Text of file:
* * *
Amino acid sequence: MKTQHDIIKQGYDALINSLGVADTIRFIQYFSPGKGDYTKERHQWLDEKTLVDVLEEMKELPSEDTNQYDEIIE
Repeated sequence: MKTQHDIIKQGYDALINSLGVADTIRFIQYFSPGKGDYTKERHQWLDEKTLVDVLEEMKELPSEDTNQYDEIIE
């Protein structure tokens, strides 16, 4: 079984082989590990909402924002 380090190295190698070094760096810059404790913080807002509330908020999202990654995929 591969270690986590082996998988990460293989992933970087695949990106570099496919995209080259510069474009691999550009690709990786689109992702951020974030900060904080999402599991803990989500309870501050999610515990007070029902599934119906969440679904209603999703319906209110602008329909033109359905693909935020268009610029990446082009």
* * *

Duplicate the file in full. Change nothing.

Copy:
Amino acid sequence: MKTQHDIIKQGYDALINSLGVADTIRFIQYFSPGKGDYTKERHQWLDEKTLVDVLEEMKELPSEDTNQYDEIIE
Repeated sequence: MKTQHDIIKQGYDALINSLGVADTIRFIQYFSPGKGDYTKERHQWLDEKTLVDVLEEMKELPSEDTNQYDEIIE
């Protein structure tokens, strides 16, 4: 079984082989590990909402924002 380090190295190698070094760096810059404790913080807002509330908020999202990654995929 591969270690986590082996998988990460293989992933970087695949990106570099496919995209080259510069474009691999550009690709990786689109992702951020974030900060904080999402599991803990989500309870501050999610515990007070029902599934119906969440679904209603999703319906209110602008329909033109359905693909935020268009610029990446082009």